That Mona Lisa Smile and Stendhal Syndrome

That Mona Lisa Smile and Stendhal Syndrome

 

A few weeks ago I got to finally visit the Louvre in Paris. A word of warning: this is the second biggest museum in the world. Even knowing this didn’t not prepare me for the sheer scale of the place. It is ENORMOUS. Unbelievably big. I’ve walked round the outside of it several times but it never sank in how huge it is. With this in mind, we planned to go to one exhibit first and see how much time we had after that. I’m glad we made this decision because by the time we’d corralled the group and walked what felt like about a mile (it may actually have been close to this) we were running out of time.

The exhibit was of course the Mona Lisa, by Leonardo Da Vinci. We walked past countless works of breathtakingly amazing art. I had to stop even glancing around me. I’m somewhat prone to Stendhal syndrome, that psychosomatic disorder where a person becomes totally overwhelmed by beauty to the extent they can faint or become otherwise incapacitated. So I focused on just getting us all to the painting.

I’m afraid I was underwhelmed. This is the most famous painting in the world:

It’s quite dull, behind bulletproof glass and a horde of people snapping away. To me, it had no atmosphere except that which the long walk and expectation created. It didn’t overwhelm me, even though I was primed to be knocked over. Worth billions itself and worth billions more through related merchandising, I just thought, “Meh!” and turned away. Call me a Phillistine if you like but it did nothing for me.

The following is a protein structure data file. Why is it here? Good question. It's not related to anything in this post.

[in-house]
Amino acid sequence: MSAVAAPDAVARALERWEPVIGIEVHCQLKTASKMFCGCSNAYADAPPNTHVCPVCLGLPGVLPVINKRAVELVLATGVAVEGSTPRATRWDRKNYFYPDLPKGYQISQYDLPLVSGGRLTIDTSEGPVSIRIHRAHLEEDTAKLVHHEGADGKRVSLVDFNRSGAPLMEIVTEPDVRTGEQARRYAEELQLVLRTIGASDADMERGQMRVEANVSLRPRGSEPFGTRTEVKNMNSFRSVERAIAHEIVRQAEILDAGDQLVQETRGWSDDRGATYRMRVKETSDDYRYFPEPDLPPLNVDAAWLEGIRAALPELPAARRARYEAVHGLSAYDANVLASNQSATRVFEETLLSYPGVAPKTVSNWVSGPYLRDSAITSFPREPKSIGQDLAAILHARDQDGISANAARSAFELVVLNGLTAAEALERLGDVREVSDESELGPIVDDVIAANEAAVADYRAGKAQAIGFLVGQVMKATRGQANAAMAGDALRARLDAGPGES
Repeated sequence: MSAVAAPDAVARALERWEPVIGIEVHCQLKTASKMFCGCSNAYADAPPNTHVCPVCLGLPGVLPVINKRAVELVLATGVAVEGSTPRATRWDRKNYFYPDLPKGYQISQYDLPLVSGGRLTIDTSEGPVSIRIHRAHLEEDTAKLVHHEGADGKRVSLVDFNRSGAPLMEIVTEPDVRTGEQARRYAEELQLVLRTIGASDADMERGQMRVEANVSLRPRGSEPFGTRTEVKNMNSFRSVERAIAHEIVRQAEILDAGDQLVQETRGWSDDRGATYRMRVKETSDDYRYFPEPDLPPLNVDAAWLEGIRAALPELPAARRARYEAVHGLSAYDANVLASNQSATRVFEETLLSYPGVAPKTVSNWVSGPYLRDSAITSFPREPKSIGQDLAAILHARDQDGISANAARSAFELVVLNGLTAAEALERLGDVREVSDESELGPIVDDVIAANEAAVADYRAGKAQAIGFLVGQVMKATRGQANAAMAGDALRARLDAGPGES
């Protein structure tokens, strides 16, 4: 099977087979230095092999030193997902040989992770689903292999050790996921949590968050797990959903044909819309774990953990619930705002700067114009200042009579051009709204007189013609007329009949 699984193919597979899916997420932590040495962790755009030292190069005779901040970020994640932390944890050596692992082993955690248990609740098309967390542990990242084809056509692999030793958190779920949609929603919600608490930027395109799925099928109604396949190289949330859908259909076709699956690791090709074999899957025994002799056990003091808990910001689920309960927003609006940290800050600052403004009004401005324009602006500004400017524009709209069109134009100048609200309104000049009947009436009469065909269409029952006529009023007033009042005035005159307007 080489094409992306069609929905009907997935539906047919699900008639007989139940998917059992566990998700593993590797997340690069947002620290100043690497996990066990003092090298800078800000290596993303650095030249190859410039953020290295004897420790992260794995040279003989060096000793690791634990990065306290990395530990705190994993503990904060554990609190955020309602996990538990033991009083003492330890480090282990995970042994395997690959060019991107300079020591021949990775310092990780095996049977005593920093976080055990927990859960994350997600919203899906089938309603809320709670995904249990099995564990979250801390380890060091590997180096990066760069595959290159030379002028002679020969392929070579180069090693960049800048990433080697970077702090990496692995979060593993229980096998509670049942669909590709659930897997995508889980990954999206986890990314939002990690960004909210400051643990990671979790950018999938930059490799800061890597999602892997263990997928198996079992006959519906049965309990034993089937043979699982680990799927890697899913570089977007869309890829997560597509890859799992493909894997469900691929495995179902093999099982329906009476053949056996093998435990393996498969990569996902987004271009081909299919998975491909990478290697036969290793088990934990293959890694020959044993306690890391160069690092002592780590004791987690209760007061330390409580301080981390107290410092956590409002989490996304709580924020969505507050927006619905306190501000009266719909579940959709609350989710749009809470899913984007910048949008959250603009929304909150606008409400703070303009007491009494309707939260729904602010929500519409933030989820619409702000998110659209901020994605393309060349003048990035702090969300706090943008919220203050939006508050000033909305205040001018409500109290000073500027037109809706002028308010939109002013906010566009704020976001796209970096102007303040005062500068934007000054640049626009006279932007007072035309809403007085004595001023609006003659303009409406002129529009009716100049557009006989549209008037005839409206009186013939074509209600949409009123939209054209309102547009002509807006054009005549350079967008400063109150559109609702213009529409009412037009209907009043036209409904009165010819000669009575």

Later that evening, I finally had my portrait sketched at the artists’ square at Montmartre. The artists were doing good business and one offered to do mine for just 20 euros; I glanced at his work and decided to sit. Everyone agreed that he’d done astounding work for just fifteen minutes sketching.

Art and beauty are very subjective things but I’d rather appreciate something for its appeal to me than be swept along with the hype. 

 

http://en.wikipedia.org/wiki/Stendhal_syndrome

 

The Pyramids of the Louvre

Under this arch, a young man played the flute so hauntingly I dug out my purse and put a few euros in his hat…

It’s astounding the detail you miss by just marching on, eyes ahead.

Parisians were ambivalent about the Pyramids but seem to be happy with them now. But then Napoleon had a real obession with Egypt so maybe it’s in keeping after all…

Sunlight sparkled on the clear shallow water and made it unbearably inviting on a hot, hot day…

Excuse the pasty white pins!

Note the rows of shoes…..

Coming soon: Paris scams and beggars’ tricks.

Me and my shadow in Paris

 

I had a thought; there’s a new Dan Brown due out in a few weeks time. The Lost Symbol, I believe it’s called.

I went to Paris for work last summer and took the following photo while walking round the outside of the Louvre; time didn’t permit entry. I was trying to capture the inverted pyramid where Dan Brown asserted Mary Magdalene’s remains were buried. I only got a good photo of my shadow.

But that’s the way of it. In trying to capture certain things, we see our shadow more clearly than anything else. 

http://en.wikipedia.org/wiki/Louvre_Pyramid13-06-08_1405